IP Address Classes

There are 5 classes of the IPv4 address space; A,B,C,D and E, each of which contain a contiguous subset of the overall. Mostly the case is that the leftmost four bits of the address determine its class (for instance; All Class C addresses, for example, have the leftmost three bits set to '110', but each of the remaining 29 bits may be set to either '0' or '1' independently (as represented by an x in these bit positions):

110xxxxx xxxxxxxx xxxxxxxx xxxxxxxx
When converting it to dotted decimal notation, it goes without saying that the address falls in the class C range from through

Class E is a reserved class, hence it will not be used on IP networks. They are mostly experimental addresses and so far testing has produced unsuccessful results.

There is also a special limited broadcast IP address; It is used for indicating that all other nodes on a LAN should pick up the transmission, however it is limited and does not extend to all nodes on the internet.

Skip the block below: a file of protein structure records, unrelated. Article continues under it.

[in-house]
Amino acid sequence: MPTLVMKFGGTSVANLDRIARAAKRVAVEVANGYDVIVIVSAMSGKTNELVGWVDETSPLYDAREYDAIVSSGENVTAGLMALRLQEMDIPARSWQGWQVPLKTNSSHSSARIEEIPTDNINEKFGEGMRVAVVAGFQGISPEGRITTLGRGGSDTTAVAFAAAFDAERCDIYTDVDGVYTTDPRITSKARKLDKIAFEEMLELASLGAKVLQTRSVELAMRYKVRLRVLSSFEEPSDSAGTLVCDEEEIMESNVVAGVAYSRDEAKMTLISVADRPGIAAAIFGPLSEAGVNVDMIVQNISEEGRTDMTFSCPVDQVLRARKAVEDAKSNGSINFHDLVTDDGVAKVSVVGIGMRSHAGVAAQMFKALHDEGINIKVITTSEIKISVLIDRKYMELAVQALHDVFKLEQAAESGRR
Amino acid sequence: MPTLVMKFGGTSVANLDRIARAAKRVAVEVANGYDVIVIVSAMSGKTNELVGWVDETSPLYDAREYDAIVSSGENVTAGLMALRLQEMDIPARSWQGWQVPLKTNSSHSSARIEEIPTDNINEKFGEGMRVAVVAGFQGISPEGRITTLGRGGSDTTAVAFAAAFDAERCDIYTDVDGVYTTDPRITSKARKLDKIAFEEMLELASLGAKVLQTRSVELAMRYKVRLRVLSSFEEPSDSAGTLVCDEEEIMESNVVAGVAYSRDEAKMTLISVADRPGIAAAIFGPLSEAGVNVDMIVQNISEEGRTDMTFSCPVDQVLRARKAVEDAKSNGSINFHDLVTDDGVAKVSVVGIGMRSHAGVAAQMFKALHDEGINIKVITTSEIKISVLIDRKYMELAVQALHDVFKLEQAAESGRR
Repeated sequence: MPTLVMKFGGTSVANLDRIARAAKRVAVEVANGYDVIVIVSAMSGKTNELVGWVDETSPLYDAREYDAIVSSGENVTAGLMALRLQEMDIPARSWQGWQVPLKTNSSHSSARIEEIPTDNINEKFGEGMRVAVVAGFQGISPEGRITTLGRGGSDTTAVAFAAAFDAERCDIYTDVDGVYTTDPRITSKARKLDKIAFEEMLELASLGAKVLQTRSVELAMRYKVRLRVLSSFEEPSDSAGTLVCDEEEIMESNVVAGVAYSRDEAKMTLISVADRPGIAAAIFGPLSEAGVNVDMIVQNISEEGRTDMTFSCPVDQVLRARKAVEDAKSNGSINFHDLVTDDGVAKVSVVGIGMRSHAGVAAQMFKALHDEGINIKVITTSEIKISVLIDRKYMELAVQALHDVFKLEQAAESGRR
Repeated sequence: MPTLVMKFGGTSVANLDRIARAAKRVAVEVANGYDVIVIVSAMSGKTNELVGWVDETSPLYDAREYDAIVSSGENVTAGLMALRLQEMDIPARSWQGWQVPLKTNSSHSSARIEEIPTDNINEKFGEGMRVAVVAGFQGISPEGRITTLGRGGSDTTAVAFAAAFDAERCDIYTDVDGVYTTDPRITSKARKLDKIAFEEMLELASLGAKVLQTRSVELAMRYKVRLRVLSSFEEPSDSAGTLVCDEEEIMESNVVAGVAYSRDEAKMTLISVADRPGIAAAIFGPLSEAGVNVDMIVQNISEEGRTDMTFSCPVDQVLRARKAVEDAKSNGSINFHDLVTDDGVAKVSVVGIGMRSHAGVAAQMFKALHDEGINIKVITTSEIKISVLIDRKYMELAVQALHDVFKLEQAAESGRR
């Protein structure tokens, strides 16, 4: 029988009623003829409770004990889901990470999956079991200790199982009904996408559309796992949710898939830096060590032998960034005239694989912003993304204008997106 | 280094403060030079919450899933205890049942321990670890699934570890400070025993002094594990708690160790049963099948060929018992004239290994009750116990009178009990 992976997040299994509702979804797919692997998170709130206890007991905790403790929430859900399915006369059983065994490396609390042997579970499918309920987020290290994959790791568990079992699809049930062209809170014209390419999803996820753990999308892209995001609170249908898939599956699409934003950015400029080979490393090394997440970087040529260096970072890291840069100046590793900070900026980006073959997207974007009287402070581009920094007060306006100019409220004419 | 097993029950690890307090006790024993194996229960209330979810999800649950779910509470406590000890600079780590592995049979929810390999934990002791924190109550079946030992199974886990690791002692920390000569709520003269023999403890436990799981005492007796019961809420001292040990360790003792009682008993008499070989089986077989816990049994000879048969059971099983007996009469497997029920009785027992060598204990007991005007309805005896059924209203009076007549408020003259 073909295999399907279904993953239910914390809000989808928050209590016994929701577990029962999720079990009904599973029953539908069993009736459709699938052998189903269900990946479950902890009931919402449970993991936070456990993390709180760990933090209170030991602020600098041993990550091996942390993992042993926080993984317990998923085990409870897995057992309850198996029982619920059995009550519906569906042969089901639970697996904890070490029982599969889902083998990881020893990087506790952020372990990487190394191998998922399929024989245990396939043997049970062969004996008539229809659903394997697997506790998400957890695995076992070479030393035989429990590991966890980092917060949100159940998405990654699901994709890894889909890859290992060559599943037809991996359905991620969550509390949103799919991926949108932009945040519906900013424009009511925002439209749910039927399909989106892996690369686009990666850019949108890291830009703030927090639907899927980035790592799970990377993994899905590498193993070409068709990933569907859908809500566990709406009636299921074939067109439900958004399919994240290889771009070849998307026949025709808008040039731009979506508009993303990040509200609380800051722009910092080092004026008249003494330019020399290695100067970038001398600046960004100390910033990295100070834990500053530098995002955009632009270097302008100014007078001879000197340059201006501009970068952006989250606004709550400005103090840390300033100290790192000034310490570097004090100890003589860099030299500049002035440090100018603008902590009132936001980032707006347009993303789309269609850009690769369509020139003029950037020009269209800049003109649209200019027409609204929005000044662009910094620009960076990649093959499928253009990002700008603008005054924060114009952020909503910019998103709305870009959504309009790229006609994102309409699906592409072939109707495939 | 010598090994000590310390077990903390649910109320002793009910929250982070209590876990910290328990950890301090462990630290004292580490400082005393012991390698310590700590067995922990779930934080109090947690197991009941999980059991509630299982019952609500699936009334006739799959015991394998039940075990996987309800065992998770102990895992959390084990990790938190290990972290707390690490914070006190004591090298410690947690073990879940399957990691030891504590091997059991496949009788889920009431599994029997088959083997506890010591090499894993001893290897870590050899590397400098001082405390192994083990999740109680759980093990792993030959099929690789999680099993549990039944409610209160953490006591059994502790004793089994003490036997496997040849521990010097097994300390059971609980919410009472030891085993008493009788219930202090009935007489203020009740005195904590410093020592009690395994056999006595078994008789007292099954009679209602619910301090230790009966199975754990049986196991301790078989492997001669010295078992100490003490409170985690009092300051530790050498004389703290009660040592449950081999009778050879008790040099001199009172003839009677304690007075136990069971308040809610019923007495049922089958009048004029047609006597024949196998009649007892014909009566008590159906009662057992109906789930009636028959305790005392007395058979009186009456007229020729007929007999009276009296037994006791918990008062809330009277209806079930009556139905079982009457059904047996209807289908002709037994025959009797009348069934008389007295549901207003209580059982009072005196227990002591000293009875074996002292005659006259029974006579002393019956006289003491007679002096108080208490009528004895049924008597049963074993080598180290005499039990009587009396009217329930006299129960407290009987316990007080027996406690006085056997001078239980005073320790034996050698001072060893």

Basically IP reserves the range of addresses from through for broadcast (class E is excluded from this range).
Class D addresses are reserved for multicast, which is the process used for indicating groups of nodes and sending IP messages to those group instead of to each node or to a unicast.

It is popular with research oriented networks, however are still in an experimental stage so should be used with wariness on nodes on the internet.

The three widely used classes of IP networks are classes A, B and C.

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